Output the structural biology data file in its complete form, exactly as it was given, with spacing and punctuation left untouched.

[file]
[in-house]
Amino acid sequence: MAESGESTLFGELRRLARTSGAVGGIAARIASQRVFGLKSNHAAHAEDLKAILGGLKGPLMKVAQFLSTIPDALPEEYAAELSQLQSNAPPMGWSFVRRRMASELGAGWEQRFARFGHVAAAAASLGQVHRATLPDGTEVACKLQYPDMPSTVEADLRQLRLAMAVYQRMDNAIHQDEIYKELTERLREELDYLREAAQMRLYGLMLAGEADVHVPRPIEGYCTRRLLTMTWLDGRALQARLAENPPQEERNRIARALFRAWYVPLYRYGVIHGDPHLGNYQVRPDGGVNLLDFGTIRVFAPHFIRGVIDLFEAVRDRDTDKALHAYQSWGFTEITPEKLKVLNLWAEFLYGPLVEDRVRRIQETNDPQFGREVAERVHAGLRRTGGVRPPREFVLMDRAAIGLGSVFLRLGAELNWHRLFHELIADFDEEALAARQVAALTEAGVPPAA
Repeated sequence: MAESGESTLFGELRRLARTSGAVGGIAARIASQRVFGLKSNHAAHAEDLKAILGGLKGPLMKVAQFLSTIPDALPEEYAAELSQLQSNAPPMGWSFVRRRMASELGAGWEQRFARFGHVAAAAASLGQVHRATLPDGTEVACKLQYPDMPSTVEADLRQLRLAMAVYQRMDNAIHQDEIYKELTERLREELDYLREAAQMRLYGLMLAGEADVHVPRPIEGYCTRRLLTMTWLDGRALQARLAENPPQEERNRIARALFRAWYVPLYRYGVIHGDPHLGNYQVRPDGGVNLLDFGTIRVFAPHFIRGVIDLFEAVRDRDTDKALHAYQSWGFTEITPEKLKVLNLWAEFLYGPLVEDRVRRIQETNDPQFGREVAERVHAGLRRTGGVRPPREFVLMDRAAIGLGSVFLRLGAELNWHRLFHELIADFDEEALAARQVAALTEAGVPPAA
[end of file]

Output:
[in-house]
Amino acid sequence: MAESGESTLFGELRRLARTSGAVGGIAARIASQRVFGLKSNHAAHAEDLKAILGGLKGPLMKVAQFLSTIPDALPEEYAAELSQLQSNAPPMGWSFVRRRMASELGAGWEQRFARFGHVAAAAASLGQVHRATLPDGTEVACKLQYPDMPSTVEADLRQLRLAMAVYQRMDNAIHQDEIYKELTERLREELDYLREAAQMRLYGLMLAGEADVHVPRPIEGYCTRRLLTMTWLDGRALQARLAENPPQEERNRIARALFRAWYVPLYRYGVIHGDPHLGNYQVRPDGGVNLLDFGTIRVFAPHFIRGVIDLFEAVRDRDTDKALHAYQSWGFTEITPEKLKVLNLWAEFLYGPLVEDRVRRIQETNDPQFGREVAERVHAGLRRTGGVRPPREFVLMDRAAIGLGSVFLRLGAELNWHRLFHELIADFDEEALAARQVAALTEAGVPPAA
Repeated sequence: MAESGESTLFGELRRLARTSGAVGGIAARIASQRVFGLKSNHAAHAEDLKAILGGLKGPLMKVAQFLSTIPDALPEEYAAELSQLQSNAPPMGWSFVRRRMASELGAGWEQRFARFGHVAAAAASLGQVHRATLPDGTEVACKLQYPDMPSTVEADLRQLRLAMAVYQRMDNAIHQDEIYKELTERLREELDYLREAAQMRLYGLMLAGEADVHVPRPIEGYCTRRLLTMTWLDGRALQARLAENPPQEERNRIARALFRAWYVPLYRYGVIHGDPHLGNYQVRPDGGVNLLDFGTIRVFAPHFIRGVIDLFEAVRDRDTDKALHAYQSWGFTEITPEKLKVLNLWAEFLYGPLVEDRVRRIQETNDPQFGREVAERVHAGLRRTGGVRPPREFVLMDRAAIGLGSVFLRLGAELNWHRLFHELIADFDEEALAARQVAALTEAGVPPAA